Wednesday, October 29, 2014

Intervention tidbit #3: Borderline eggshells and land mines

A client is probably about to marry a woman with Borderline Personality Disorder, Persecutory-Type.*  I cannot yet tell if deep within him he actually wants to, or if in the majority he is depressively terrified to lose this lifeline dependency, or if he is little-boy scared to say “no” to the Master.  I suspect all three.

The diagnosis is an educated guess at this point, as I have not seen the woman but have only heard the man’s detailed, anguished accounts of her behaviors over the course of a dozen sessions.  Based on these it is obvious that we are looking at a seamless personality, a mindset, that justifies violence, prisoner-of-war-type monitoring and ownership-level control, regardless of whether her mood is rosy or hellish, if she is idealizing him or devaluing him.

I am not optimistic.  He has asked my opinion and assessment any number of times and I have told him.  It seems not to be what he wants to hear.  I have had to look at him and say – “I can’t help you bend over and stand up at the same time.”  I have actually said a hundred different things from bleak to hopeful, theoretical to practical.  She will need to go into her own therapy.  I wondered to him if we were wrong to talk so much about Borderline and, through him, convey the conjectural diagnosis to her: Maybe she wouldn’t have angrily resisted it had she found it herself, or heard it from a therapist who broached the subject in a nice, delicate way.

The most recent intervention, though extremely simple, may be the strongest, the most cleansing of his battered sickened mind.  The suggestion was to give her his own rendition of this:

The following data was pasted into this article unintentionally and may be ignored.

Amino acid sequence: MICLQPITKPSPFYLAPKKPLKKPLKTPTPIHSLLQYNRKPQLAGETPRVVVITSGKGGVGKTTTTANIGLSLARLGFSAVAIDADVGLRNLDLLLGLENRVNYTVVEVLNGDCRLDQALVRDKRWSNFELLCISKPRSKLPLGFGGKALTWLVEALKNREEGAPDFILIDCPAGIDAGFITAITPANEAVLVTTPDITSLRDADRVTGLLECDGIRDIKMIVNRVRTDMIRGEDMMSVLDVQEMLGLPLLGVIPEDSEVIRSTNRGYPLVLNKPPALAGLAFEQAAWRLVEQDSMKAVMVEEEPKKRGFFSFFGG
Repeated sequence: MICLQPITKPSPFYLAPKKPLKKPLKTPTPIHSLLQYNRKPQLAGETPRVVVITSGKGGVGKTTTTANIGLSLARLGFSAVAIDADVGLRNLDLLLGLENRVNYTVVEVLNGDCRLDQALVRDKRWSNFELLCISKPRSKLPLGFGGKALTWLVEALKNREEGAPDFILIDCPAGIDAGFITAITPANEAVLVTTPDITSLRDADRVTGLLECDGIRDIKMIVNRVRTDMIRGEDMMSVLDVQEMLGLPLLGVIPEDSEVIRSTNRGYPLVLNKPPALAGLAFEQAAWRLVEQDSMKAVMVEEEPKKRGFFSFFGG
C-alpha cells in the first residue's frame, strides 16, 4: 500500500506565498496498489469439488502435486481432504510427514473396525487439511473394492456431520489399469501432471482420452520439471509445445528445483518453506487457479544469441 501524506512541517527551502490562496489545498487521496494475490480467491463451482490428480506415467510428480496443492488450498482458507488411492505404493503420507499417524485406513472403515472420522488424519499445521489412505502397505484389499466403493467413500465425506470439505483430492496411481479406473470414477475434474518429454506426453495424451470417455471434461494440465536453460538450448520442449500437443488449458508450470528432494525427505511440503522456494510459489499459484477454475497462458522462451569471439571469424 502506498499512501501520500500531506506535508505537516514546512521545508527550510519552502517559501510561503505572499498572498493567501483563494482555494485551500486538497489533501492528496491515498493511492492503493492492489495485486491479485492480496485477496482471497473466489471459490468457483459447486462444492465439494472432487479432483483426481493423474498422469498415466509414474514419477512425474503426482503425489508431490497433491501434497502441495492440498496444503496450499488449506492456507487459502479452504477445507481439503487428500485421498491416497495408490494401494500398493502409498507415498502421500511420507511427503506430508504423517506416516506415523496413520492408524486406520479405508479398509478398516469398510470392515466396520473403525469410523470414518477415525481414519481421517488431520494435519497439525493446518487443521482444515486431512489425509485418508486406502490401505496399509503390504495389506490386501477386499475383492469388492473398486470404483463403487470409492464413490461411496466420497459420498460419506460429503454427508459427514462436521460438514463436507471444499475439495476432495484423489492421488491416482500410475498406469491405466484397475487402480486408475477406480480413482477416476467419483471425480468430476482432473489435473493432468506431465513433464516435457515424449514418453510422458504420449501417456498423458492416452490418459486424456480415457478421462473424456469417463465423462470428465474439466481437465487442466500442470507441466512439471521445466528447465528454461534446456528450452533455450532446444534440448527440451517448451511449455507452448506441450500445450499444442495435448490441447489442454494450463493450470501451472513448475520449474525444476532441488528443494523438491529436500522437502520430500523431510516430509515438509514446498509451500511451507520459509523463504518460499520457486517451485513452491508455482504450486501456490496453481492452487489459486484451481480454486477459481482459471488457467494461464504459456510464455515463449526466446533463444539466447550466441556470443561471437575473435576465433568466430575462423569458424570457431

“We all have problems, personalities.  Mine is difficult, yours is difficult.  There is no ‘one’ Borderline Personality.  Maybe you qualify for the generic idea of it.  But you are the person I love – that’s the person, or ‘personality’ that I don’t want to change.  But I will not tolerate certain behaviors.  You will not hit me, scratch me, shove me, nothing at all.  You will not try to control me, give me ultimatums, demand to know who I talked to at work.  There will be no unfairness such that you can buy something but I can’t, we go where you want but not where I want, you can do something hurtful now because I had an indiscretion in the past, before we began dating.  And when I hear this kind of blatant irrationality from you that makes no sense in the real world, I will shoot it down and will not watch it get up again.
“For my part, I will continue to be a good person.  But I will be standing up, not bending over.
“Have a nice day.”
The book Stop Walking On Eggshells advises the family member of a Borderline to save himself, guard his self-esteem, help the sick person, “stop taking the Borderline’s actions personally,”  “detach with love,” not “delay your own happiness,” face one’s “issues about being needed,” and more.  I’m sure this information will be helpful to some partners, but it misses essentials.  Howard I. Weinberg, PhD, is quoted: “If you care about someone with BPD, remember that you did not choose the borderline because you are sick.  You chose this person because they were important to you.”**  This is an incompetent and dishonest statement: Psychotherapists should know it is our unhealth that is attracted to unhealthy people: Only a wounded person will be drawn to the persona of a Borderline, a persona informed by underlying severe childhood abort and dysfunction.  Only a sick person will stay with one.  And though I may have missed it in my perusal of the book, I did not see any help for the individual who is yet free and facing the choice and danger of committing to a Borderline.

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* There are no specifiers within the DSM’s description of Borderline.  Christine Lawson poignantly describes the Queen, Waif, Hermit and Witch types (and subtypes), and there may be other writers’ typologies.  It makes sense to perceive that some Borderlines are predominately persecutory, vicious and violent; some more sexualized and without violence; some rageful and self-injurious, etc.

** Paul T. Mason, MS and Randi Kreger, Stop Walking On Eggshells – taking your life back when someone you care about has Borderline Personality Disorder, Second Edition, 2010, New Harbinger Publications, Inc., pp. 96-97. 

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Comments are welcome, but I'd suggest you first read "Feeling-centered therapy" and "Ocean and boat" for a basic introduction to my kind of theory and therapy.